Rope climbing

Targets: Upper body; arms, shoulders and core (lower body, if legs are engaged).

How to: Grab a hold of the rope, one arm above the other, keeping the rope between the legs. Bend the elbows, contract the core, and pull yourself up from the arm holding the rope above, while simultaneously moving the lower arm to reach above the other arm. Repeat.

Bonus: To challenge your upper body strength, put on ankle weights and perform this exercise. To make it easier, wrap your legs around the rope and use your arms and legs to pull yourself up.

Ring dips

Targets: Upper body; triceps, chest, shoulders and core.

How to: Clutch the rings, wrapping your hand firmly around them and keeping the ring snug between the curve of your palm. Start by bending your elbows and legs slightly, keep your shoulders close to your sides. Push up with your legs, keeping your back straight, at the same time propel yourself up with your arms, cross your legs at the ankle once up, if need be. Bend at the elbows and lower your body, but don't touch the ground. Repeat.

Dips also work core stability while primarily focusing on arms and shoulders.

Bonus: Strap on a weighted vest to add more weight.

Warning: Do not perform this exercise if you have any serious shoulder, wrist or elbow injuries.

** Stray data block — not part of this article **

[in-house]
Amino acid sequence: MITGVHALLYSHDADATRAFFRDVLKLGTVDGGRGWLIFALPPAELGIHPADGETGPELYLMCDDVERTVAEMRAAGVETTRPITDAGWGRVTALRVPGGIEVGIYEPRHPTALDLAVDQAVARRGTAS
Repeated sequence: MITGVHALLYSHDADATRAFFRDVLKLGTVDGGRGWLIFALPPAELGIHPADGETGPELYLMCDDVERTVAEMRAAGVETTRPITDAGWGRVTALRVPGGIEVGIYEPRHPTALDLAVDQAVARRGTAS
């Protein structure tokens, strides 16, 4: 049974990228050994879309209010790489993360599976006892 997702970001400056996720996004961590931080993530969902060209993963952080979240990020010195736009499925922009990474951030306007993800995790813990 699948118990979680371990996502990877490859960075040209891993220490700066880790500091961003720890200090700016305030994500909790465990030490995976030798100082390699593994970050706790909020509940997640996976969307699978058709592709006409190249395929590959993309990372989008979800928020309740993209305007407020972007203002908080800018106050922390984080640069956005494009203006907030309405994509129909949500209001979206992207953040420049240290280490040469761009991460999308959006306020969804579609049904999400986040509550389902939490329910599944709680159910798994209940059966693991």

Peg board

Targets: Upper body; arms, shoulders, forearms and core.

How to: Grab the pegs and place them in the lowest holes. Lift yourself up in a regular pull up position, till your chin/ chest reach the same level as the pegs. No swinging, or arcs, keep your body straight and elbows close to your sides. Pull one peg out -- keep the other one stable and firm -- and place it in the next hole at arm's length above and pull up. Alternate between the two till you reach as high as you can go and then come down following the same steps in reverse order. Repeat.

This pulling exercise helps build unilateral strength in your pulling mechanics and core stability.

Warning: Do not perform this exercise if you have any serious shoulder, wrist or elbow injuries.


Targets: Upper body; arms, shoulders and core.

How to: Grab a sledgehammer, be mindful of the weight. Stand a few feet away from the tyre. Grip the sledgehammer with your left hand clutching the bottom of the handle and the right hand wrapped nearer to the head (switch if you're left-handed). Take the sledgehammer back and up moving it in a rotational movement, your right hand should move towards the head. As you swing it to the front with full force and bring the sledgehammer down, your right hand should slide to meet your left. Alternate both sides. Repeat.

Note: Always consult your doctor before engaging in any resistance exercises. Make sure to seek expert advice and guidance from a qualified and experienced trainer before lifting weights. Form is key to proper function. It is imperative to first study and understand each movement before engaging in the above mentioned exercises. Train smarter, not harder, guys.

You can follow Usman Samir on Instagram.